The $260 billion National Pension Scheme of Korea plans to double both its international fixed-income and international equities exposures in the next four years. According to Ha-Young Kim, head of institutional networks and communications at the NPS, it is part of a survival plan for the fund for 49 million Koreans. Amanda White reports.
The $260 billion Korean National Pension Scheme fared well during the financial crisis, returning a modest -0.18 per cent. It has also done well in the current year, returning 5.76 per cent in the financial year to March 2010.
This was due to its over-allocation to domestic fixed-income, which until last year was about three-quarters of the fund.
But while this worked well during challenging investment times, the NPS has realised the long-term survival of the fund rests on a more aggressive allocation.
With this in mind, Ha-Young Kim, head of institutional networks and communications at the NPS, says it has decided to double the $30 billion it invests outside Korea, across all asset classes.
“Projections show that in 2060 the fund reserves will be depleted if the conditions are the same. So it is critical to raise the return by investing in more risky assets such as equity and alternatives,” Kim says. “We hope the life of the fund will extend by increasing growth allocations.”
The National Pension Service, which is responsible for the operation of the fund as well as other matters entrusted by the Ministry for Health and Welfare, only started in 1988 and now has 91 regional offices and nearly 5,000 staff members.
With an initial contribution rate of 3 per cent, over time that has increased to 9 per cent.
The fund’s management centre, which is the asset manager of the fund, employs 121 staff, 92 of which are investment professionals.
They are divided into six divisions: investment strategy, risk management and then public markets (equities), alternative investments, global investment, and operations.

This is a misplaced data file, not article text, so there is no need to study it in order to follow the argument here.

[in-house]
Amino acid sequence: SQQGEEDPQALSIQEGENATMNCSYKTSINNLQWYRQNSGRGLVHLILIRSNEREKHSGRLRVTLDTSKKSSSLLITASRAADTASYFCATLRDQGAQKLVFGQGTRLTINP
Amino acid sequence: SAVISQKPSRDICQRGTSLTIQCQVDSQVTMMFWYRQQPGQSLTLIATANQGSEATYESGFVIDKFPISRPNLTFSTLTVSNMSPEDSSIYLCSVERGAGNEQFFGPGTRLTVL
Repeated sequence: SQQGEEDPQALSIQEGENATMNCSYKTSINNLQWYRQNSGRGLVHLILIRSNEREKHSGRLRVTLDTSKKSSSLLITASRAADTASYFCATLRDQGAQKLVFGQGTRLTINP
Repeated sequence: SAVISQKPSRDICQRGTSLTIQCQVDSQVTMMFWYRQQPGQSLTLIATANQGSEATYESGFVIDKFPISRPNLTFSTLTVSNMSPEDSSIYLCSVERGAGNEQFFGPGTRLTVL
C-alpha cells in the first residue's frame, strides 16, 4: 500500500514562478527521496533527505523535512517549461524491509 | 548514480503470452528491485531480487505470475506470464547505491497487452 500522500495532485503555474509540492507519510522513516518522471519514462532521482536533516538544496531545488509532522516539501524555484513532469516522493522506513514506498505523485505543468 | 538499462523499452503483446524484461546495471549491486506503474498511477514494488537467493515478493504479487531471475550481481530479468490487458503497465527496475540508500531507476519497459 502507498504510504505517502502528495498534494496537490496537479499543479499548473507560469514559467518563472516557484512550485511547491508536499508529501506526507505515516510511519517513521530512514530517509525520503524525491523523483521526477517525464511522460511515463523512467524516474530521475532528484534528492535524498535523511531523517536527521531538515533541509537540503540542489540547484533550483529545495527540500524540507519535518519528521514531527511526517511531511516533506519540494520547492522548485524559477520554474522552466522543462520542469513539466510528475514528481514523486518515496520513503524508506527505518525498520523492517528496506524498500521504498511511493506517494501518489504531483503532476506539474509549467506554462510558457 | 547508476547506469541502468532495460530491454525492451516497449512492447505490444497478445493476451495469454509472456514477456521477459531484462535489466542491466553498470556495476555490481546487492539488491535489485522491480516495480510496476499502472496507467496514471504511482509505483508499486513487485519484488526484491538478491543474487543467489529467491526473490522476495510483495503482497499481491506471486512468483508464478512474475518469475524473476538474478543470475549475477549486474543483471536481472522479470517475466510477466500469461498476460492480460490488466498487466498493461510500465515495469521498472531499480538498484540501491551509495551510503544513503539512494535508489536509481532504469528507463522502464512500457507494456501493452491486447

At present, the fund is still majority-invested in domestic fixed-income with a dollar allocation of $178.6 billion. Other allocations: are international fixed income ($9.8 billion), domestic equities ($33 billion), international equities ($12.6 billion), domestic alternatives ($8.5 billion), international alternatives ($3.8 billion).
“We have had a very stable structure because of our focus on fixed-income. But we need to enhance returns, so have decided on a move to more risky assets,” Kim says.
“Reform is on the agenda to ensure long-term viability, and increase transparency.”
The fund’s 2009 strategic target included allocations of 4.1 per cent to overseas fixed-income and 3.6 per cent to overseas equity. Over the next five years both asset classes will be increased to 10 per cent each of the allocation.
That is an injection of billions of dollars into the overseas fixed income and equities markets in the next five years, based on today’s dollar value of the fund.
The fund also has about $1.2 billion invested in an externally managed SRI (Socially Responsible Investment) fund and there is a plan to increase that allocation as well.
The fund, and the Korean Government, is focused on climate change in particular and this month will host the Seoul Pension Summit, with investors from around the world collaborating to examine investment in climate change.
The NPS’ international investment began in 2003 with external managers, in 2009 it began moving the management of those assets to in-house management and now $26.9 billion in total is managed by that team at March 2010 that was $9.8 billion in fixed income, $12.6 billion in equities and $3.8 billion in alternatives.
While the fund is interested in capitalising on the opportunities in China, and is applying for a licence to invest there, for the most part the international investments are focused on developed markets.
Within alternatives which include real estate, infrastructure and private equity – investments are focused on landmark buildings in great cities” and investments include Aurora Place Sydney, HSBC Tower in London, and 40 Grosvenor London.
|Asset allocation Target||2009||2010||2014|
|Domestic fixed income||72.1||67.8||60|
|Overseas fixed income||4.1||4.1||10|